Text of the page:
Mara Prentiss, a professor of physics at Harvard University, will visit Youngstown State University later this week to share her love of science and vouch for the value of a science education.
“I was honored to be invited [to speak at YSU], and I believe that all scientists have an obligation to try to communicate what we do and why we do it,” Prentiss said. “Also, I very much enjoy the opportunity to share the joy that I find in doing scientific research.”
During her time at YSU, Prentiss will give two lectures — one on April 25 for the Science, Technology, Engineering and Mathematics Lecture Series and the other on April 26 for the Edward W. Powers Women in Science and Engineering Career Workshop.
At the STEM lecture, Prentiss expects to explain her research on chromosome structure and function.
“I will talk about one of the most important general questions in science and technology: How do living things correctly assemble?” Prentiss said. “This is important for understanding basic biology, but it also has important implications for healthcare and nanotechnology.”
Later, Prentiss will speak at the Women in Science and Engineering Career Workshop — an event designed to introduce young women in grades 6 through 12 to prominent women in the science field.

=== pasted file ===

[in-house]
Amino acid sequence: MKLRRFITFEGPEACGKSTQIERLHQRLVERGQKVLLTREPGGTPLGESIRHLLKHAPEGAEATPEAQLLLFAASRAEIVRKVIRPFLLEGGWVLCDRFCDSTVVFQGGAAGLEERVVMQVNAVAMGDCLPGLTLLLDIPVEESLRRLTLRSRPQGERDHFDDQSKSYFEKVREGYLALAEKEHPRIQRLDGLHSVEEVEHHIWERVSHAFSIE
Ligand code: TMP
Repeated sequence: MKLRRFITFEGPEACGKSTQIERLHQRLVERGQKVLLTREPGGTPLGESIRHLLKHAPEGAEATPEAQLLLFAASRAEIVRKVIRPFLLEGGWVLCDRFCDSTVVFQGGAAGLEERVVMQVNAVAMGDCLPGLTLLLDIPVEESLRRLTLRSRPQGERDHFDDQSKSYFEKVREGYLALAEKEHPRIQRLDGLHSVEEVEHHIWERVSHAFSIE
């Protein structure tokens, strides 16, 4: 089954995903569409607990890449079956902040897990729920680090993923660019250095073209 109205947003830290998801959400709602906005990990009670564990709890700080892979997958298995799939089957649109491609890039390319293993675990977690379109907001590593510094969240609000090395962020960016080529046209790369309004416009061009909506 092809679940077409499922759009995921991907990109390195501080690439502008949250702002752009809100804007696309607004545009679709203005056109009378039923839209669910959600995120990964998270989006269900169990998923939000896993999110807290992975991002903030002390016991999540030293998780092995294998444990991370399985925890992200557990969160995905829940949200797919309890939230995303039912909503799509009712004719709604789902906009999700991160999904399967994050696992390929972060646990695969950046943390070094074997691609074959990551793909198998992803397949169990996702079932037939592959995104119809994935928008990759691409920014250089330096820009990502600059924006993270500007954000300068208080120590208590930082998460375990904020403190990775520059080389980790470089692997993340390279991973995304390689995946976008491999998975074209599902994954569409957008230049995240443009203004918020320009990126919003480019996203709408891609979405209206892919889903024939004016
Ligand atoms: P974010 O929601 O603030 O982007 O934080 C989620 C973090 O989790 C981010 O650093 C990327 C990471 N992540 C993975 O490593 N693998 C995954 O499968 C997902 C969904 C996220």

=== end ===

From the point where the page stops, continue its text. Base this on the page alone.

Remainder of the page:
Diana Fagan, a professor of biology and cofounder and director of the career workshop, positively commented on this year’s guest speaker, indicating that middle, high school and college students can benefit from Prentiss’ presence.
“[The career day] provides an opportunity for girls from sixth through twelfth grade to meet women who work in science and engineering careers,” Fagan said. “Having a prestigious speaker here encourages the public to be interested in what’s going on here at YSU. In addition, it is an excellent opportunity for our students — both undergraduate and graduate — to learn about research that’s being done elsewhere.”
Prentiss is just one of over thirty female speakers who will contribute to the career day. She said she expects to introduce young women to the concept of authentic scientific research at this year’s career workshop.
“Most people have no idea what scientists do. People go to science classes in school, but science classrooms rarely capture what scientists actually do. Research is very different from classroom study. There are many more opportunities for creativity, improvisation and imagination,” Prentiss said.
Prentiss concluded that she looks forward to her trip to YSU and said she hopes her lectures will resonate with her audience.
“I am excited about [my lectures], and I hope that people will find the lectures interesting and enjoyable,” she said.